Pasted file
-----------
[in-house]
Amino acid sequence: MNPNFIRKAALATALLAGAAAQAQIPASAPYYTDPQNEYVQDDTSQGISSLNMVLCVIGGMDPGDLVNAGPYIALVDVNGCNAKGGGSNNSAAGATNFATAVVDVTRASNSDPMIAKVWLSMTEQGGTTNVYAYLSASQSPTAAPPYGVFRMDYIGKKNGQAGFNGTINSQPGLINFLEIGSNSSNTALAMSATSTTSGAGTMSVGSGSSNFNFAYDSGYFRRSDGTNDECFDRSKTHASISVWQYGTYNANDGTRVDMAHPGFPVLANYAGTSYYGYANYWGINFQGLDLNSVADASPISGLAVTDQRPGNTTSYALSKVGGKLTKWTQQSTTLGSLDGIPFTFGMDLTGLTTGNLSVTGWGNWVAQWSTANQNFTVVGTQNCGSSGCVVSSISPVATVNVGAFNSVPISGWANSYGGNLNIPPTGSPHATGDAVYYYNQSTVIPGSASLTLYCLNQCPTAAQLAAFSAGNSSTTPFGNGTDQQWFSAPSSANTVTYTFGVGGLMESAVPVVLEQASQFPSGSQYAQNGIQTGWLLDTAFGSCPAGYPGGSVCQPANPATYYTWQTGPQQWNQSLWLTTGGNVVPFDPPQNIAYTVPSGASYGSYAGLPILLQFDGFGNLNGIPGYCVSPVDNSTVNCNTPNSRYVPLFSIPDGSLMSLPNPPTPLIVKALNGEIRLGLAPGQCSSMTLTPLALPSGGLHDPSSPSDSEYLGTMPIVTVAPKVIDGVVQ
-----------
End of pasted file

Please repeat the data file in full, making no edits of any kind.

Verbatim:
[in-house]
Amino acid sequence: MNPNFIRKAALATALLAGAAAQAQIPASAPYYTDPQNEYVQDDTSQGISSLNMVLCVIGGMDPGDLVNAGPYIALVDVNGCNAKGGGSNNSAAGATNFATAVVDVTRASNSDPMIAKVWLSMTEQGGTTNVYAYLSASQSPTAAPPYGVFRMDYIGKKNGQAGFNGTINSQPGLINFLEIGSNSSNTALAMSATSTTSGAGTMSVGSGSSNFNFAYDSGYFRRSDGTNDECFDRSKTHASISVWQYGTYNANDGTRVDMAHPGFPVLANYAGTSYYGYANYWGINFQGLDLNSVADASPISGLAVTDQRPGNTTSYALSKVGGKLTKWTQQSTTLGSLDGIPFTFGMDLTGLTTGNLSVTGWGNWVAQWSTANQNFTVVGTQNCGSSGCVVSSISPVATVNVGAFNSVPISGWANSYGGNLNIPPTGSPHATGDAVYYYNQSTVIPGSASLTLYCLNQCPTAAQLAAFSAGNSSTTPFGNGTDQQWFSAPSSANTVTYTFGVGGLMESAVPVVLEQASQFPSGSQYAQNGIQTGWLLDTAFGSCPAGYPGGSVCQPANPATYYTWQTGPQQWNQSLWLTTGGNVVPFDPPQNIAYTVPSGASYGSYAGLPILLQFDGFGNLNGIPGYCVSPVDNSTVNCNTPNSRYVPLFSIPDGSLMSLPNPPTPLIVKALNGEIRLGLAPGQCSSMTLTPLALPSGGLHDPSSPSDSEYLGTMPIVTVAPKVIDGVVQ